This proposed modification of the Saturn V would have clustered seven 400klbf thrust toroidal engines in its second stage and one more in the third stage. These engines would all operate in low-pressure or vacuum conditions, so there would certainly be plume interference among the engines. The benefit of the aerospike over the bell engine in this case was actually the drastically shorter nozzle length, which would have allowed for a 1.45m tank stretch and over 40 tonnes more propellant in the second stage. The extra propellant would allow an extra 7 tonnes to TLI compared to a similarly-modified variant, the MLV-V-3, even though this vehicle used a bell nozzle engine with higher Isp.
The potential 2.8 million pounds of thrust from the engine cluster meant that a two-stage variant (Saturn INT-17) without the MS-IC was studied - and in that case the seven toroidal engines would need to operate both at low and high altitudes. While it was never built, the design indicates that such an arrangement was possible. However, with such close packing of the engines - 2.8m gimbal separation - it is likely that the low-level altitude compensation effect would be reduced.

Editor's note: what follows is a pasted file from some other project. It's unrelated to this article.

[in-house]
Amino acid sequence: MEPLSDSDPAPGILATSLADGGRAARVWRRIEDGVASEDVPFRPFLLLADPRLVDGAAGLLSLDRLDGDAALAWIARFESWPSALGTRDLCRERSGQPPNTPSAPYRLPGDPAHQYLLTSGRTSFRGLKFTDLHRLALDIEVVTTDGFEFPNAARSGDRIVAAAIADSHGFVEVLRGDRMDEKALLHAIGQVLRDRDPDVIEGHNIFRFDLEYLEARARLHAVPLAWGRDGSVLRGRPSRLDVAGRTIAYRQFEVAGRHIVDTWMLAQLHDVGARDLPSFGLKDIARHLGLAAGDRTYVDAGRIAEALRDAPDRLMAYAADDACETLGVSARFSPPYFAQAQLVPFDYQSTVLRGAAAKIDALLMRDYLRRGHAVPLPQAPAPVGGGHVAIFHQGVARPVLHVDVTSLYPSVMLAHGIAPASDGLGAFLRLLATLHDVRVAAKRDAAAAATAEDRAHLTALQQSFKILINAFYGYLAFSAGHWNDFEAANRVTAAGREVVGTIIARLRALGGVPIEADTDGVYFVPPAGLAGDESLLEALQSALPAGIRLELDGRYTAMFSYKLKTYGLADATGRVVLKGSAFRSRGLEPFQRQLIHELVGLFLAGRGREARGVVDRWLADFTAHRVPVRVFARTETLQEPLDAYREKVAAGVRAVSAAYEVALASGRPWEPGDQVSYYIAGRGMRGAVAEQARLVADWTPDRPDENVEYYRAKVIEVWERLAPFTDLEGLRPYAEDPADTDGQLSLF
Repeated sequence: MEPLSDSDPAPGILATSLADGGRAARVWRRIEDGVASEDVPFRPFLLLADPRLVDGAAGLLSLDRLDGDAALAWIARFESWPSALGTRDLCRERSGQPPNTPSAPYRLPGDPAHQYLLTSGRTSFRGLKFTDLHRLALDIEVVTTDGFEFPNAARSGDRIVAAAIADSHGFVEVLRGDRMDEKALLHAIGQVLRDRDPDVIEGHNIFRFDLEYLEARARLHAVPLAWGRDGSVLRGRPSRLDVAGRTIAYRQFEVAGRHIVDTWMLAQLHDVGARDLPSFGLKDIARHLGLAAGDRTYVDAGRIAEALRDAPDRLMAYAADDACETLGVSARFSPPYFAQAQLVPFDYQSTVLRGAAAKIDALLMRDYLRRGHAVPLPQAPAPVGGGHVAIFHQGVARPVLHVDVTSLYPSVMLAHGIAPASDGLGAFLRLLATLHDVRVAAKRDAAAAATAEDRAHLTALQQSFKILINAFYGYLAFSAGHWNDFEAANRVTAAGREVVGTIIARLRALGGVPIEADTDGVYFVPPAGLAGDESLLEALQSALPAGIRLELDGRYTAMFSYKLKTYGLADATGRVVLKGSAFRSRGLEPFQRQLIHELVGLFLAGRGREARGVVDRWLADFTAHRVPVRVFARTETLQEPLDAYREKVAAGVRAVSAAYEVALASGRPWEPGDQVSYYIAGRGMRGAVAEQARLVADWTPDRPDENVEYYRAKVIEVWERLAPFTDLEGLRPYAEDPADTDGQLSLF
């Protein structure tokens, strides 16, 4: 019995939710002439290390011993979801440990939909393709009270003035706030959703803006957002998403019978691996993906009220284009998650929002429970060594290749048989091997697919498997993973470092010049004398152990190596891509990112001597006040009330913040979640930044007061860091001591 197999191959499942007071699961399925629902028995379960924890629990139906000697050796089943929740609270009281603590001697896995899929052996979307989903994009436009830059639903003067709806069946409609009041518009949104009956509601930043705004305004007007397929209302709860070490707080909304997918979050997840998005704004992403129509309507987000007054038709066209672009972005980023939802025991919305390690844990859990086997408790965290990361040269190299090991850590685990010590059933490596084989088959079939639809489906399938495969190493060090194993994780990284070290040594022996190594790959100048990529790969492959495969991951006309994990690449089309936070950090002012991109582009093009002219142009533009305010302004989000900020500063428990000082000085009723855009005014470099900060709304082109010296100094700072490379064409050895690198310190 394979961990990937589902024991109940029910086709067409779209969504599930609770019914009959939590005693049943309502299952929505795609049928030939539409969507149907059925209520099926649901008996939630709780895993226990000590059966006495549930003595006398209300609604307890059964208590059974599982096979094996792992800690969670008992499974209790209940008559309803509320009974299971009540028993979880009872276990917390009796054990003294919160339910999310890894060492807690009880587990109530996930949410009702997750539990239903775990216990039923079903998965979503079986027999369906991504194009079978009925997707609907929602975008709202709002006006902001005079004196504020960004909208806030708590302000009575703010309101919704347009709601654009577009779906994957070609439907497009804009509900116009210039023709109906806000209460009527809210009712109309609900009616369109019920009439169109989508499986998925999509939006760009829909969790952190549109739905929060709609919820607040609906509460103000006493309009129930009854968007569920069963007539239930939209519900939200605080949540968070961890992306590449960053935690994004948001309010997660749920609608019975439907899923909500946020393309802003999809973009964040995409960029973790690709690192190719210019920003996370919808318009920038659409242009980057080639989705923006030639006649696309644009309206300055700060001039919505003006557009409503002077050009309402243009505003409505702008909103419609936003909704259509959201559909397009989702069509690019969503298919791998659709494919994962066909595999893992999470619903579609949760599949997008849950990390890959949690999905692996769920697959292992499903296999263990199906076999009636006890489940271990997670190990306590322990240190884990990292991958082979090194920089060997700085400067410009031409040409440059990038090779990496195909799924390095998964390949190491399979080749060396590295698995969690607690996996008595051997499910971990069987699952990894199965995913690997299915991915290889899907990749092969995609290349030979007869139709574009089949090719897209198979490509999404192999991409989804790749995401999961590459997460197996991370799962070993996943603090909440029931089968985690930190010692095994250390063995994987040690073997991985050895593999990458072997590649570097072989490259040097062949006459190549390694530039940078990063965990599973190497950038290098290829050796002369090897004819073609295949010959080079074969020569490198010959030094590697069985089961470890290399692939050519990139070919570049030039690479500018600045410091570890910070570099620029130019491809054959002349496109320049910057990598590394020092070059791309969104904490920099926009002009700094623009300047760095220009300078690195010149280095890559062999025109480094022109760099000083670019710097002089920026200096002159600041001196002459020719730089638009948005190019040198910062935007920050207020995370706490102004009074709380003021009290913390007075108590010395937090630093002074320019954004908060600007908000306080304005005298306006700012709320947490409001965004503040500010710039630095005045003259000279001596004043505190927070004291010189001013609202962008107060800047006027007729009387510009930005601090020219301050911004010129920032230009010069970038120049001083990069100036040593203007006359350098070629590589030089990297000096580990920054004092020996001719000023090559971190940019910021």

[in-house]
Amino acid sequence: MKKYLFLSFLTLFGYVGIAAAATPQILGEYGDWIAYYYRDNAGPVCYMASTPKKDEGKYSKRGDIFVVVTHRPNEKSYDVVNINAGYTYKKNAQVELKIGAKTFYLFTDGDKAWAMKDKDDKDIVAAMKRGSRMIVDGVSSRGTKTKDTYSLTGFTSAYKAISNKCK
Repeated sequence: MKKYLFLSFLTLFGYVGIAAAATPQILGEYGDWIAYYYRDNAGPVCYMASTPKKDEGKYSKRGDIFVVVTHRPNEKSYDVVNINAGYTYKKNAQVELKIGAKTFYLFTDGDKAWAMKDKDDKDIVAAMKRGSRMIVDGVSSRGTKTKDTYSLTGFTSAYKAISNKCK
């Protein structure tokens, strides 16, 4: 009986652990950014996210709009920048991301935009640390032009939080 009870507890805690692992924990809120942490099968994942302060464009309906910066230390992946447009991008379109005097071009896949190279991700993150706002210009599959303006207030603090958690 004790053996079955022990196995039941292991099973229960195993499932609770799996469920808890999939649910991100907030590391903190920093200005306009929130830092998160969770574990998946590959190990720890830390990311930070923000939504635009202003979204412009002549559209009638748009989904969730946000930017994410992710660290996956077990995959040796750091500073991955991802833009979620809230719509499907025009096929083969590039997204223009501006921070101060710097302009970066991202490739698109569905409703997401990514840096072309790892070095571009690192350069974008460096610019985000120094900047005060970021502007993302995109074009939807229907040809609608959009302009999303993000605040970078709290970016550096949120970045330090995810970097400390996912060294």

Remember that part of the effect on truncated toroidal nozzles (ie. the nozzle does not taper to a single point) comes from a recirculation zone under the engine. The pressure within this region remains higher than the ambient pressure and essentially extends the nozzle, hence "aero-spike." As such, aerospike engines can make small efficiency gains from this trapped pressure region when in a vacuum. Presumably such an effect would not be interrupted even by close-mounted engine clusters.